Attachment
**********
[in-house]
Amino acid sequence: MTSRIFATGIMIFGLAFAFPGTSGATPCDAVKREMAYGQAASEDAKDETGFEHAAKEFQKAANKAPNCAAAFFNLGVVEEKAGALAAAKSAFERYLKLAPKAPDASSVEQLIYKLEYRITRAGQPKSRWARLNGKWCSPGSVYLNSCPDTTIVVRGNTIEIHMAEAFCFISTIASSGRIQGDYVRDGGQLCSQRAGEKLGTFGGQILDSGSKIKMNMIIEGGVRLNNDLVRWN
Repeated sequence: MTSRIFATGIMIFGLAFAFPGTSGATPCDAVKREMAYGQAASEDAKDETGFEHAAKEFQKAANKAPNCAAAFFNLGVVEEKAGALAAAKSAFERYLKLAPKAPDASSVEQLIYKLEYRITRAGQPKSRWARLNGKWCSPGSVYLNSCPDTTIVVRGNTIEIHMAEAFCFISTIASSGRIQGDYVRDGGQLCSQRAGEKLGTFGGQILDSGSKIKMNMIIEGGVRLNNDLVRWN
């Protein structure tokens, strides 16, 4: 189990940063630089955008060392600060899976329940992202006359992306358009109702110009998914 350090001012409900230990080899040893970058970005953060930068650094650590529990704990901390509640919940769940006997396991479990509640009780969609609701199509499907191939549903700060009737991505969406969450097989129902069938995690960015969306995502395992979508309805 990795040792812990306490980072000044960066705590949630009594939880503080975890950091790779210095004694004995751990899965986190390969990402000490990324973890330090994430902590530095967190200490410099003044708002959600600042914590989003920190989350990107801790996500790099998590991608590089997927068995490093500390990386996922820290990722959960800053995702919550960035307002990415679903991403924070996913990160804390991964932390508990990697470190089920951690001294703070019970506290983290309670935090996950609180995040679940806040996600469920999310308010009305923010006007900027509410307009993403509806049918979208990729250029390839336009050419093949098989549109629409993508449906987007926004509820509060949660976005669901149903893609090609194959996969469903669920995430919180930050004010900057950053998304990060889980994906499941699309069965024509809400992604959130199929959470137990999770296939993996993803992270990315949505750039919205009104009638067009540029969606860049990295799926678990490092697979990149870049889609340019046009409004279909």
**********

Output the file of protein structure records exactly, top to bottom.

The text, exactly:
[in-house]
Amino acid sequence: MTSRIFATGIMIFGLAFAFPGTSGATPCDAVKREMAYGQAASEDAKDETGFEHAAKEFQKAANKAPNCAAAFFNLGVVEEKAGALAAAKSAFERYLKLAPKAPDASSVEQLIYKLEYRITRAGQPKSRWARLNGKWCSPGSVYLNSCPDTTIVVRGNTIEIHMAEAFCFISTIASSGRIQGDYVRDGGQLCSQRAGEKLGTFGGQILDSGSKIKMNMIIEGGVRLNNDLVRWN
Repeated sequence: MTSRIFATGIMIFGLAFAFPGTSGATPCDAVKREMAYGQAASEDAKDETGFEHAAKEFQKAANKAPNCAAAFFNLGVVEEKAGALAAAKSAFERYLKLAPKAPDASSVEQLIYKLEYRITRAGQPKSRWARLNGKWCSPGSVYLNSCPDTTIVVRGNTIEIHMAEAFCFISTIASSGRIQGDYVRDGGQLCSQRAGEKLGTFGGQILDSGSKIKMNMIIEGGVRLNNDLVRWN
């Protein structure tokens, strides 16, 4: 189990940063630089955008060392600060899976329940992202006359992306358009109702110009998914 350090001012409900230990080899040893970058970005953060930068650094650590529990704990901390509640919940769940006997396991479990509640009780969609609701199509499907191939549903700060009737991505969406969450097989129902069938995690960015969306995502395992979508309805 990795040792812990306490980072000044960066705590949630009594939880503080975890950091790779210095004694004995751990899965986190390969990402000490990324973890330090994430902590530095967190200490410099003044708002959600600042914590989003920190989350990107801790996500790099998590991608590089997927068995490093500390990386996922820290990722959960800053995702919550960035307002990415679903991403924070996913990160804390991964932390508990990697470190089920951690001294703070019970506290983290309670935090996950609180995040679940806040996600469920999310308010009305923010006007900027509410307009993403509806049918979208990729250029390839336009050419093949098989549109629409993508449906987007926004509820509060949660976005669901149903893609090609194959996969469903669920995430919180930050004010900057950053998304990060889980994906499941699309069965024509809400992604959130199929959470137990999770296939993996993803992270990315949505750039919205009104009638067009540029969606860049990295799926678990490092697979990149870049889609340019046009409004279909």